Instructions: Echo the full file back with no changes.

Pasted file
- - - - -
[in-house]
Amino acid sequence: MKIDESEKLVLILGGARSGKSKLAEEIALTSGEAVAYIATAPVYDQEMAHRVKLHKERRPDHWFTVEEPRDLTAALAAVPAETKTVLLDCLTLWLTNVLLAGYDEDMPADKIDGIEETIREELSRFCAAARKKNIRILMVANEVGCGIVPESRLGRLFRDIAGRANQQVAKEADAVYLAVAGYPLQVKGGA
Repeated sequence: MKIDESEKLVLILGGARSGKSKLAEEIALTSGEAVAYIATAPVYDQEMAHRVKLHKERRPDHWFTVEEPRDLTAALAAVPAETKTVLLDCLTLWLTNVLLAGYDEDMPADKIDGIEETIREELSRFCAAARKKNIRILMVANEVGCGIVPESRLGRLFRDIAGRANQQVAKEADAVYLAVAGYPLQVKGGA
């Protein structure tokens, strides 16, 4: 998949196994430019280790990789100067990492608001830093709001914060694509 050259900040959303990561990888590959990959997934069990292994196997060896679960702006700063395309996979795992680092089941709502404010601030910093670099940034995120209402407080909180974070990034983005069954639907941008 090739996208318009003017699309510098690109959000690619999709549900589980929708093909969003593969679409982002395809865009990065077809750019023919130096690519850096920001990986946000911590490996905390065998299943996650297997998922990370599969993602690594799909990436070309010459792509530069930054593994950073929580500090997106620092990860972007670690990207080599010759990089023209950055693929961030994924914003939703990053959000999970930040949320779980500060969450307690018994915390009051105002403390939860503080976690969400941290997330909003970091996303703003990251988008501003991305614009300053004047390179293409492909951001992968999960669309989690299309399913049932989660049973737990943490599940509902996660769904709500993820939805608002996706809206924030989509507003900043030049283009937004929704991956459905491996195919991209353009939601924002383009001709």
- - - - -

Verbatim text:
[in-house]
Amino acid sequence: MKIDESEKLVLILGGARSGKSKLAEEIALTSGEAVAYIATAPVYDQEMAHRVKLHKERRPDHWFTVEEPRDLTAALAAVPAETKTVLLDCLTLWLTNVLLAGYDEDMPADKIDGIEETIREELSRFCAAARKKNIRILMVANEVGCGIVPESRLGRLFRDIAGRANQQVAKEADAVYLAVAGYPLQVKGGA
Repeated sequence: MKIDESEKLVLILGGARSGKSKLAEEIALTSGEAVAYIATAPVYDQEMAHRVKLHKERRPDHWFTVEEPRDLTAALAAVPAETKTVLLDCLTLWLTNVLLAGYDEDMPADKIDGIEETIREELSRFCAAARKKNIRILMVANEVGCGIVPESRLGRLFRDIAGRANQQVAKEADAVYLAVAGYPLQVKGGA
């Protein structure tokens, strides 16, 4: 998949196994430019280790990789100067990492608001830093709001914060694509 050259900040959303990561990888590959990959997934069990292994196997060896679960702006700063395309996979795992680092089941709502404010601030910093670099940034995120209402407080909180974070990034983005069954639907941008 090739996208318009003017699309510098690109959000690619999709549900589980929708093909969003593969679409982002395809865009990065077809750019023919130096690519850096920001990986946000911590490996905390065998299943996650297997998922990370599969993602690594799909990436070309010459792509530069930054593994950073929580500090997106620092990860972007670690990207080599010759990089023209950055693929961030994924914003939703990053959000999970930040949320779980500060969450307690018994915390009051105002403390939860503080976690969400941290997330909003970091996303703003990251988008501003991305614009300053004047390179293409492909951001992968999960669309989690299309399913049932989660049973737990943490599940509902996660769904709500993820939805608002996706809206924030989509507003900043030049283009937004929704991956459905491996195919991209353009939601924002383009001709």